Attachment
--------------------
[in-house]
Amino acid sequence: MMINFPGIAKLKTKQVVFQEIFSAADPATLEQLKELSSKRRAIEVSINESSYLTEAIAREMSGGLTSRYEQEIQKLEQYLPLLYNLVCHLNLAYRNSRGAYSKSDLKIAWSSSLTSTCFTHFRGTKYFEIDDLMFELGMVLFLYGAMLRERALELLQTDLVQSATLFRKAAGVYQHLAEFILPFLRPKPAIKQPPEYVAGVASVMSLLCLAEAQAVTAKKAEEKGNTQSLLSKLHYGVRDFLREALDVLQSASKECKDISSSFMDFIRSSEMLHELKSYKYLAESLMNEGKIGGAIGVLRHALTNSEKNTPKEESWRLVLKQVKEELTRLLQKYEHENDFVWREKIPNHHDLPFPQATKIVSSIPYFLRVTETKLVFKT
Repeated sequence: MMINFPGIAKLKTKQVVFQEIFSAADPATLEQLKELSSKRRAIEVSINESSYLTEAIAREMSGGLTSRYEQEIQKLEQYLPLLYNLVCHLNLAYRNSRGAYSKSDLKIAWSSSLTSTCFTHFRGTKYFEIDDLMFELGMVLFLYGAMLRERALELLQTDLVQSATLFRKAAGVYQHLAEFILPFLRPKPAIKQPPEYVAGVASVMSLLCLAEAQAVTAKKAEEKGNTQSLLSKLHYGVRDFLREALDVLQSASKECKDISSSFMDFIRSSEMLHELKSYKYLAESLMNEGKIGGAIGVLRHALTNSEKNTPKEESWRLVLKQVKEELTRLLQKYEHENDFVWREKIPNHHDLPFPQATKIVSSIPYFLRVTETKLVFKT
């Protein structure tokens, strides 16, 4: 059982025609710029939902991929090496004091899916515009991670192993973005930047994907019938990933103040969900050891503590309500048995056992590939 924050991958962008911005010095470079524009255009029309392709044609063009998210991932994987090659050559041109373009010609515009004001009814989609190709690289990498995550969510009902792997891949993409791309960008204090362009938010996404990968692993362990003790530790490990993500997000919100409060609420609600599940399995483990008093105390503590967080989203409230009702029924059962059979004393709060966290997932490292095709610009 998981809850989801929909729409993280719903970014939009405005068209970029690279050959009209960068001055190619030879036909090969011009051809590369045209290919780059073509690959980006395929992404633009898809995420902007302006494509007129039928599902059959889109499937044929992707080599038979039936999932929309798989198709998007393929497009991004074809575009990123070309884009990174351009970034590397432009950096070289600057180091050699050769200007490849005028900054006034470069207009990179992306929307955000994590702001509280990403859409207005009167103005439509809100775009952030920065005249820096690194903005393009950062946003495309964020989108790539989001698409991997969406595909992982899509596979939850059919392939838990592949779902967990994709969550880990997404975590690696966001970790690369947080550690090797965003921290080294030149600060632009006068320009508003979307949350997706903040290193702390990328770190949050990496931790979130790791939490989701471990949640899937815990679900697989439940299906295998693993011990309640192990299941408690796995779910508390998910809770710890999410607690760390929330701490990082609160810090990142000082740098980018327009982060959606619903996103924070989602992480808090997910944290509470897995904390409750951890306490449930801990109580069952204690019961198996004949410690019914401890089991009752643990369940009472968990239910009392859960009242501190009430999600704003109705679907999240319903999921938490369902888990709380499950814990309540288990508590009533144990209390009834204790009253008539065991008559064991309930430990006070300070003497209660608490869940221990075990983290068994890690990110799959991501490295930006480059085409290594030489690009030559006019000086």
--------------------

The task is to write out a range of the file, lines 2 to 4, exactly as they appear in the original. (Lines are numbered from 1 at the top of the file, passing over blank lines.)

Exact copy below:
Amino acid sequence: MMINFPGIAKLKTKQVVFQEIFSAADPATLEQLKELSSKRRAIEVSINESSYLTEAIAREMSGGLTSRYEQEIQKLEQYLPLLYNLVCHLNLAYRNSRGAYSKSDLKIAWSSSLTSTCFTHFRGTKYFEIDDLMFELGMVLFLYGAMLRERALELLQTDLVQSATLFRKAAGVYQHLAEFILPFLRPKPAIKQPPEYVAGVASVMSLLCLAEAQAVTAKKAEEKGNTQSLLSKLHYGVRDFLREALDVLQSASKECKDISSSFMDFIRSSEMLHELKSYKYLAESLMNEGKIGGAIGVLRHALTNSEKNTPKEESWRLVLKQVKEELTRLLQKYEHENDFVWREKIPNHHDLPFPQATKIVSSIPYFLRVTETKLVFKT
Repeated sequence: MMINFPGIAKLKTKQVVFQEIFSAADPATLEQLKELSSKRRAIEVSINESSYLTEAIAREMSGGLTSRYEQEIQKLEQYLPLLYNLVCHLNLAYRNSRGAYSKSDLKIAWSSSLTSTCFTHFRGTKYFEIDDLMFELGMVLFLYGAMLRERALELLQTDLVQSATLFRKAAGVYQHLAEFILPFLRPKPAIKQPPEYVAGVASVMSLLCLAEAQAVTAKKAEEKGNTQSLLSKLHYGVRDFLREALDVLQSASKECKDISSSFMDFIRSSEMLHELKSYKYLAESLMNEGKIGGAIGVLRHALTNSEKNTPKEESWRLVLKQVKEELTRLLQKYEHENDFVWREKIPNHHDLPFPQATKIVSSIPYFLRVTETKLVFKT
């Protein structure tokens, strides 16, 4: 059982025609710029939902991929090496004091899916515009991670192993973005930047994907019938990933103040969900050891503590309500048995056992590939 924050991958962008911005010095470079524009255009029309392709044609063009998210991932994987090659050559041109373009010609515009004001009814989609190709690289990498995550969510009902792997891949993409791309960008204090362009938010996404990968692993362990003790530790490990993500997000919100409060609420609600599940399995483990008093105390503590967080989203409230009702029924059962059979004393709060966290997932490292095709610009 998981809850989801929909729409993280719903970014939009405005068209970029690279050959009209960068001055190619030879036909090969011009051809590369045209290919780059073509690959980006395929992404633009898809995420902007302006494509007129039928599902059959889109499937044929992707080599038979039936999932929309798989198709998007393929497009991004074809575009990123070309884009990174351009970034590397432009950096070289600057180091050699050769200007490849005028900054006034470069207009990179992306929307955000994590702001509280990403859409207005009167103005439509809100775009952030920065005249820096690194903005393009950062946003495309964020989108790539989001698409991997969406595909992982899509596979939850059919392939838990592949779902967990994709969550880990997404975590690696966001970790690369947080550690090797965003921290080294030149600060632009006068320009508003979307949350997706903040290193702390990328770190949050990496931790979130790791939490989701471990949640899937815990679900697989439940299906295998693993011990309640192990299941408690796995779910508390998910809770710890999410607690760390929330701490990082609160810090990142000082740098980018327009982060959606619903996103924070989602992480808090997910944290509470897995904390409750951890306490449930801990109580069952204690019961198996004949410690019914401890089991009752643990369940009472968990239910009392859960009242501190009430999600704003109705679907999240319903999921938490369902888990709380499950814990309540288990508590009533144990209390009834204790009253008539065991008559064991309930430990006070300070003497209660608490869940221990075990983290068994890690990110799959991501490295930006480059085409290594030489690009030559006019000086």